Christopher Columbus: Man of Vision and Faith
by Shirley R. Heater
As school children we all learned the rhyme "In fourteen hundred and ninety-two, Columbus sailed the ocean blue." The discovery of the New World by Christopher Columbus five hundred years ago is recognized as one of the events which most changed the world. Columbus Day, October 12, has been observed as an official U.S. holiday since 1934. This year 1992, marks the five-hundredth anniversary of Columbus's first landfall in the New World.
Was the discovery made by accident, or was Columbus led by God? The Book of Mormon says he was led by the Holy Spirit, and now we have confirmation of this in Columbus's own words, as well as additional new insights. An authentic Columbus manuscript has gone virtually unexamined until recent years. In Columbus's Book of Prophecies, translated into English in 1991, he provides his own answers about Divine influence in his accomplishments.
This article in two parts will present the momentous event of the discovery of the New World in the light of prophecy, exploring Columbus's vision and faith, the role of the prophecies of Isaiah, the search for isles of the sea, hidden lands and the restoration of the house of Israel-themes which are familiar to all Book of Mormon believers.
First, however, let's briefly review Columbus's life and experiences which set the stage for his great journey.
Christopher Columbus, as he is known to English speakers, was born Christopher Colombo in the seaport of Genoa, Italy, in 1451. His sailing career began when he was about 13 or 14 years old. He became a skilled seaman and navigator on merchant ships which traveled the Mediterranean Sea. In 1476, he joined his brother Bartholomew in the Portugal city of Lisbon, where they worked together on mapmaking. His Portuguese name was Cristovao Colom.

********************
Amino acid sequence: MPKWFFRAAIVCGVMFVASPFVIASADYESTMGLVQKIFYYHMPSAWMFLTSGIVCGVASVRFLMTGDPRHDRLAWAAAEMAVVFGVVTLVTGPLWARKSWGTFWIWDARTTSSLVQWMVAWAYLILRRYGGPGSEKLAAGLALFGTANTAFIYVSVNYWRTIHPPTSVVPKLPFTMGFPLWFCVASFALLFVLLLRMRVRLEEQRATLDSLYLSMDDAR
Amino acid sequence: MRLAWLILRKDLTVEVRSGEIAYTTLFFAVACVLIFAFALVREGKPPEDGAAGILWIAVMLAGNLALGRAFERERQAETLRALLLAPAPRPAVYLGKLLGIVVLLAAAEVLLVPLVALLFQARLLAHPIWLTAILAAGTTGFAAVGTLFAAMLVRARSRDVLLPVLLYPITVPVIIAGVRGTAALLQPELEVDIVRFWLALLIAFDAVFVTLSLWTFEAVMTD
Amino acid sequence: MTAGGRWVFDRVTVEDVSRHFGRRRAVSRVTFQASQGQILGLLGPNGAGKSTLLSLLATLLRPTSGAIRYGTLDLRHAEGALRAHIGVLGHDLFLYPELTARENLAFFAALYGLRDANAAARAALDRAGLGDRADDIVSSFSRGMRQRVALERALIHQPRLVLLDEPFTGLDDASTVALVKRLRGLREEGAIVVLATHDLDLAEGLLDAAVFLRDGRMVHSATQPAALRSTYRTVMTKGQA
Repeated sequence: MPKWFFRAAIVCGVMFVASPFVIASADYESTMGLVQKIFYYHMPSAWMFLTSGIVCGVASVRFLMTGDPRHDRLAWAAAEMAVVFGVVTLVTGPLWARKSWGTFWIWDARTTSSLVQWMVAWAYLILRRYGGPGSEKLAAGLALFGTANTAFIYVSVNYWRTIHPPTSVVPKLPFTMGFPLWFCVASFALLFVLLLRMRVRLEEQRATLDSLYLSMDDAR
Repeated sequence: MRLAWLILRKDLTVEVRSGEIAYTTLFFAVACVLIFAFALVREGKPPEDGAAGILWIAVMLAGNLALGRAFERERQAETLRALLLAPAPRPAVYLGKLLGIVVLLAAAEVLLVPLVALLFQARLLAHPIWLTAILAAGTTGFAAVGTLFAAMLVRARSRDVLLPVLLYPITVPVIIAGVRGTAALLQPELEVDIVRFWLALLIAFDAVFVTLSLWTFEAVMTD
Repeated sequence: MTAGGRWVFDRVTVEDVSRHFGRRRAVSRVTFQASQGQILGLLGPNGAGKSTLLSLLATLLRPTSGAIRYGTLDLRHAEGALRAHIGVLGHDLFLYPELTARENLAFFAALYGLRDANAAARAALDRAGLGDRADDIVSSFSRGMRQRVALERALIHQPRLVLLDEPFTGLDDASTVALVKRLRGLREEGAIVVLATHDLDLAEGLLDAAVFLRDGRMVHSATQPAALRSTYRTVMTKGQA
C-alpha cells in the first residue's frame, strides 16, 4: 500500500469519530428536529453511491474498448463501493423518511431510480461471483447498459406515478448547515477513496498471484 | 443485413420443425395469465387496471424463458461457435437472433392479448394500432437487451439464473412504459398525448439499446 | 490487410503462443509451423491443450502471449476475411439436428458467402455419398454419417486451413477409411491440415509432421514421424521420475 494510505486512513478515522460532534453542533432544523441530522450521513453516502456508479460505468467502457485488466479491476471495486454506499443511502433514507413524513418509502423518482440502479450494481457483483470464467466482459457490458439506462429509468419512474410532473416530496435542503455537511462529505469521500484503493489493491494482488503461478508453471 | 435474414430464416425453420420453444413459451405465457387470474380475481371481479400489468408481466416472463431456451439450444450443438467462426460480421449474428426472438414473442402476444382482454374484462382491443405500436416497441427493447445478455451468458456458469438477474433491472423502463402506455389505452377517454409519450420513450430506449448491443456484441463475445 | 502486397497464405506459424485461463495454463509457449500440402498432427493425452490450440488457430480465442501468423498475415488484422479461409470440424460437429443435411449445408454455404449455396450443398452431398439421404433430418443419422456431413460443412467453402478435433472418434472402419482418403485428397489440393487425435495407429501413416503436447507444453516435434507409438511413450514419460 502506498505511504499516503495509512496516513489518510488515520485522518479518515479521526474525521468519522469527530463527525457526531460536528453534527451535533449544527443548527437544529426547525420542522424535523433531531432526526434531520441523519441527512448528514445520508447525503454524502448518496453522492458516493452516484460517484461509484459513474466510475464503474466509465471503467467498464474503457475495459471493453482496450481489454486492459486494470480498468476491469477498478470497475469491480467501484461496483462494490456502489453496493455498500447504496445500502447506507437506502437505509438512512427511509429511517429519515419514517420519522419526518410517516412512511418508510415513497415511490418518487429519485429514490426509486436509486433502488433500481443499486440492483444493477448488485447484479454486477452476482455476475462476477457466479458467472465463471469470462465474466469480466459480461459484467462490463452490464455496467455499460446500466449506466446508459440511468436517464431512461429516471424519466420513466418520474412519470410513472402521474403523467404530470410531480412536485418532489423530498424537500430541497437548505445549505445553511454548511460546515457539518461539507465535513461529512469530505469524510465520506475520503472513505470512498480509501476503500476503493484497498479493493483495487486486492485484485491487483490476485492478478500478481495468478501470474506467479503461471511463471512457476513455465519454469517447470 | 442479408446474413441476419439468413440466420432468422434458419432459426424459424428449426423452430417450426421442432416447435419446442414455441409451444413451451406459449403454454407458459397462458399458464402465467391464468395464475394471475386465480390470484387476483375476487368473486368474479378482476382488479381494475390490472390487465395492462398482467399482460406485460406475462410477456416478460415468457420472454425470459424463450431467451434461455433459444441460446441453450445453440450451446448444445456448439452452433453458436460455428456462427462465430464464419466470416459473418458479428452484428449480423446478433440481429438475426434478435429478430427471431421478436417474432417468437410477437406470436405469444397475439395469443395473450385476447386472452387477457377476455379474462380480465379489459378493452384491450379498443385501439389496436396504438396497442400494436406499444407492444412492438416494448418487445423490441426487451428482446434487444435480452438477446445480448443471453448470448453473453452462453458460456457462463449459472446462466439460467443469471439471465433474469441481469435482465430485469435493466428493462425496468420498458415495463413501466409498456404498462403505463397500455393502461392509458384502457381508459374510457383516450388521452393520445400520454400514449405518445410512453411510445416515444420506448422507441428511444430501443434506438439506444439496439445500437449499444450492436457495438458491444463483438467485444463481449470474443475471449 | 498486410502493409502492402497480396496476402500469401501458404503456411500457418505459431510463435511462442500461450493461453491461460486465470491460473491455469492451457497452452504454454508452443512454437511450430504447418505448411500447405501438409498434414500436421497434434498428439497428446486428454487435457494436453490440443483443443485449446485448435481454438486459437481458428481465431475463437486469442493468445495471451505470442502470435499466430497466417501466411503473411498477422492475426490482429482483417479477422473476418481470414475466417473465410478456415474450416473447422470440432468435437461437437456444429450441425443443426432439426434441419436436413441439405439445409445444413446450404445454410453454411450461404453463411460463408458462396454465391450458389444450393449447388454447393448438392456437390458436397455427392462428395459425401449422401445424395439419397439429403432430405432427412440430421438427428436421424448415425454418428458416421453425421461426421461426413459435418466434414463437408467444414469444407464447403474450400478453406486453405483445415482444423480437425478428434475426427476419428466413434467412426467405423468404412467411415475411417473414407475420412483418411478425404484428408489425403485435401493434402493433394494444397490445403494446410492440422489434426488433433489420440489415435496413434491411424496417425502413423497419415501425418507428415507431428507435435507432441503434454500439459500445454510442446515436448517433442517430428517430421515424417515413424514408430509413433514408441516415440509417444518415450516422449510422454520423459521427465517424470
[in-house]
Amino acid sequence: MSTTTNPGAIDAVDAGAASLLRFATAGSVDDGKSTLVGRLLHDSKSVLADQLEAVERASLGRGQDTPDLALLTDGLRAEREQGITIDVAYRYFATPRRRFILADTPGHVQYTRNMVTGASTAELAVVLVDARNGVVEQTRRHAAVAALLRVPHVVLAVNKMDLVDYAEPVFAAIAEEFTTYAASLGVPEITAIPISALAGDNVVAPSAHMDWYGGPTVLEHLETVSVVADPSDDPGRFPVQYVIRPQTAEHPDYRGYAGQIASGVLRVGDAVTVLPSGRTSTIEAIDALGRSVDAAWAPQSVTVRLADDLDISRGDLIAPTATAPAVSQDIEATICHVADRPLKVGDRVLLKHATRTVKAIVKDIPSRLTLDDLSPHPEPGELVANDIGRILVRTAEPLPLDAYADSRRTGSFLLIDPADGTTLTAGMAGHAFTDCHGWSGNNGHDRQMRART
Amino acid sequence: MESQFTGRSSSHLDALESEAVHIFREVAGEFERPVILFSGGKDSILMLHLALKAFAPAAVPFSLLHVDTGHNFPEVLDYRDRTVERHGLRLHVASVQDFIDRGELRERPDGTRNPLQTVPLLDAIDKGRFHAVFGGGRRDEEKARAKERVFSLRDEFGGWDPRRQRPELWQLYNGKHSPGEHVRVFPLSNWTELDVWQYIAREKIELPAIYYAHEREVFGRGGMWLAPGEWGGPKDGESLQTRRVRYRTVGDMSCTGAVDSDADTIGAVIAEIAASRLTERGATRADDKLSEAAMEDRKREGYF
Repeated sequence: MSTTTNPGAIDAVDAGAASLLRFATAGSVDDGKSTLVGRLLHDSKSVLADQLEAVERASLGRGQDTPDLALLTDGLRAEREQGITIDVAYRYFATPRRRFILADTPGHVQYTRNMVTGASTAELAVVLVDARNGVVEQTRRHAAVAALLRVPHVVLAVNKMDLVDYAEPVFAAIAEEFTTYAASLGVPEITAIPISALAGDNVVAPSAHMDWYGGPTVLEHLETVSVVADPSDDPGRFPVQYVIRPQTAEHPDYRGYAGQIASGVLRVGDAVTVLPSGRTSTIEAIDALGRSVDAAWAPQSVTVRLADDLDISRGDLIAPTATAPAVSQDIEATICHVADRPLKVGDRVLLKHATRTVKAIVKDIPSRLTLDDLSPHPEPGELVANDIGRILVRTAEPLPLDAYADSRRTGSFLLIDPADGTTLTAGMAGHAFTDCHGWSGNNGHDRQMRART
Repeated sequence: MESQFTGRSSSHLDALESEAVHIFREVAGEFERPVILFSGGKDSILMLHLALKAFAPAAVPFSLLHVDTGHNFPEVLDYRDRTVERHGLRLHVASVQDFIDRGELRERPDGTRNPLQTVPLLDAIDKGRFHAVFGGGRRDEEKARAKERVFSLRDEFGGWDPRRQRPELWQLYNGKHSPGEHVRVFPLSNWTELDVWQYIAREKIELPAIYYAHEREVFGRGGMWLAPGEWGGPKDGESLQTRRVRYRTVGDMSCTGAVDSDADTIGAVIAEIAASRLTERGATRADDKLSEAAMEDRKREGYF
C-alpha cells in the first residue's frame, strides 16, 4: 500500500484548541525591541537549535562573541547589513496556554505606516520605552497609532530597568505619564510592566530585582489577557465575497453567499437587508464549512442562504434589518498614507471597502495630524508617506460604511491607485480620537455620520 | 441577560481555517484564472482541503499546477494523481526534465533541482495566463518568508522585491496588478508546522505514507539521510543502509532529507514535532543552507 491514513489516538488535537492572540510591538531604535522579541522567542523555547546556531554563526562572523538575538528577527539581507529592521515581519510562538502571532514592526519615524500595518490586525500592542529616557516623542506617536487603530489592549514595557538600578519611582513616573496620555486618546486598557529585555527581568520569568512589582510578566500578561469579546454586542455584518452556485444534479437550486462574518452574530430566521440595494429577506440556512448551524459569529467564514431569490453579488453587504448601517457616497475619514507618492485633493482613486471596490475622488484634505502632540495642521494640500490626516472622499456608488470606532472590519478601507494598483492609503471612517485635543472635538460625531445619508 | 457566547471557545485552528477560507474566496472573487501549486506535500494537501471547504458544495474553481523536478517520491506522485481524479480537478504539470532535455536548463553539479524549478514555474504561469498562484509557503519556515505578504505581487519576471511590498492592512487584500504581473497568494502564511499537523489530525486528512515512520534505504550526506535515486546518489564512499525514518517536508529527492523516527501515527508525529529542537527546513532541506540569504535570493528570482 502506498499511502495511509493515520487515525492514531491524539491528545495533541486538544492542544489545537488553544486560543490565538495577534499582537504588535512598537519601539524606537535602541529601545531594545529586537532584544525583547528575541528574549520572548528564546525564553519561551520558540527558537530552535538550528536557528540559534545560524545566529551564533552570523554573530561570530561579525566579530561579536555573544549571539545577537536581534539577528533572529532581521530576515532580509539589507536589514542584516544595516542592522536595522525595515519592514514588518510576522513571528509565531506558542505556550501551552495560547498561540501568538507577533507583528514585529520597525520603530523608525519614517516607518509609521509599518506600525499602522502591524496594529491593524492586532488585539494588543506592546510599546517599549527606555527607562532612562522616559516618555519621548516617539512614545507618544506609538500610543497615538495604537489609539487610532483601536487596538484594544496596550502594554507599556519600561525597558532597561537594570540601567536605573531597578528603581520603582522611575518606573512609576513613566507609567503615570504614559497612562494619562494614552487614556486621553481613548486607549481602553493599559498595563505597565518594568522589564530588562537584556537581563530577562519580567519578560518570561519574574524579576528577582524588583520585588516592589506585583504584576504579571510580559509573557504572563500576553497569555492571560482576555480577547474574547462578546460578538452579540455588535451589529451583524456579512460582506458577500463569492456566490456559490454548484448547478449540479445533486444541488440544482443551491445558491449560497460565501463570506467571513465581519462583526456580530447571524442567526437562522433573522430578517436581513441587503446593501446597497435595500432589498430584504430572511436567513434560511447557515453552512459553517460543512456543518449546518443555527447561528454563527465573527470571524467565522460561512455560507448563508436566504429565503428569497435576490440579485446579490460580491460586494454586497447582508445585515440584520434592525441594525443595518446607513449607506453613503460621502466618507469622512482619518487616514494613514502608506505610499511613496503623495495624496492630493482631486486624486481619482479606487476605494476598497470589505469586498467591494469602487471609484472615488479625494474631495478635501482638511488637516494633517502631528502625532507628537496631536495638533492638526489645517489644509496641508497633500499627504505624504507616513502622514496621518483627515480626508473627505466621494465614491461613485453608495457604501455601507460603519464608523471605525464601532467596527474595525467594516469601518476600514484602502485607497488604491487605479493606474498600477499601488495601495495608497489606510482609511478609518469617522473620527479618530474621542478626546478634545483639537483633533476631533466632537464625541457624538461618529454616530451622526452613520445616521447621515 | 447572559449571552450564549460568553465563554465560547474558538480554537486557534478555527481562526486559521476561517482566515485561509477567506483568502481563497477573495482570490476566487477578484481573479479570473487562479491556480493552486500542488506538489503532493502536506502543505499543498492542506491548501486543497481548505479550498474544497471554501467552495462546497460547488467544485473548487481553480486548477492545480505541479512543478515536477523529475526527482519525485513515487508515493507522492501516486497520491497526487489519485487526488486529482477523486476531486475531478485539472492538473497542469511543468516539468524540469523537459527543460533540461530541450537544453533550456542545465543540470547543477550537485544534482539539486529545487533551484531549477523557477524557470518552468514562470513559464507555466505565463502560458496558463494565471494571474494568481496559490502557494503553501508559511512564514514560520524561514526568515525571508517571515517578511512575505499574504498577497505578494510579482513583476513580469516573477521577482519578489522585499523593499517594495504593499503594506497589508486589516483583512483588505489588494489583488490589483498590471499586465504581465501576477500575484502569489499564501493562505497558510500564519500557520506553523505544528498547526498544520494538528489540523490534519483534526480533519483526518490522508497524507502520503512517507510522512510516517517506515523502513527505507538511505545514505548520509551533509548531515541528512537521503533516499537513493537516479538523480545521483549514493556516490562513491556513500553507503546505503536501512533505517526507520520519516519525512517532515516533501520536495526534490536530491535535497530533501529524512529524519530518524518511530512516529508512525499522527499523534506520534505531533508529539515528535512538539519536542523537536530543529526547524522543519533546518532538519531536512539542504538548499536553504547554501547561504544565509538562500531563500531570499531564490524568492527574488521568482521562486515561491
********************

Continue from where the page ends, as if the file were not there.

During his eight years in Lisbon, Columbus expanded his sailing experience into the Atlantic Ocean. He married, became the father of a son, Diego, and shortly thereafter was widowed. It was also during this period that his "vision" of sailing to new lands and saving lost souls germinated. He sought backing for his proposed venture from King John II of Portugal who turned him down.
Undaunted, he went to the port city of Palos de la Frontera in Spain, taking his young son with him. They were befriended by the friars of the monastary at La Rabida and then at Las Cuevas in Seville, who embraced and encouraged his ideas. His name took on the Spanish form, Cristobal Colon.
The magnitude of his intended enterprise soon opened the doors to Queen Isabella and King Ferdinand. Their interest did not wain even though other matters kept them from following through with their approval for seven years.
During that prolonged period, he made his home in Cordoba (Cordova) where he met a young woman who became the mother of his second son, Ferdinand. [Note: He is still known throughout the Spanish-speaking world as Cristobal Colon Christopher Columbus, the English form, comes to us by way of the early colonists. Whatever the version of his name--Cristoforo, Cristovao, Cristobal or Christopher--the meaning is the same: "Christ bearer" (Sale 1990: 254n)].
Finally, on April 17,1492, the Spanish sovereigns signed the document granting all of Columbus's requests for finances and authority. He embarked on his famous voyage into history on August 3,1492 in his flagship, the Santa Maria, accompanied by two small ships, the Nina and the Pinta, and a total of ninety men and boys. just thirty-three days after leaving the Canary Islands he made his first landfall on an island he named "San Salvador."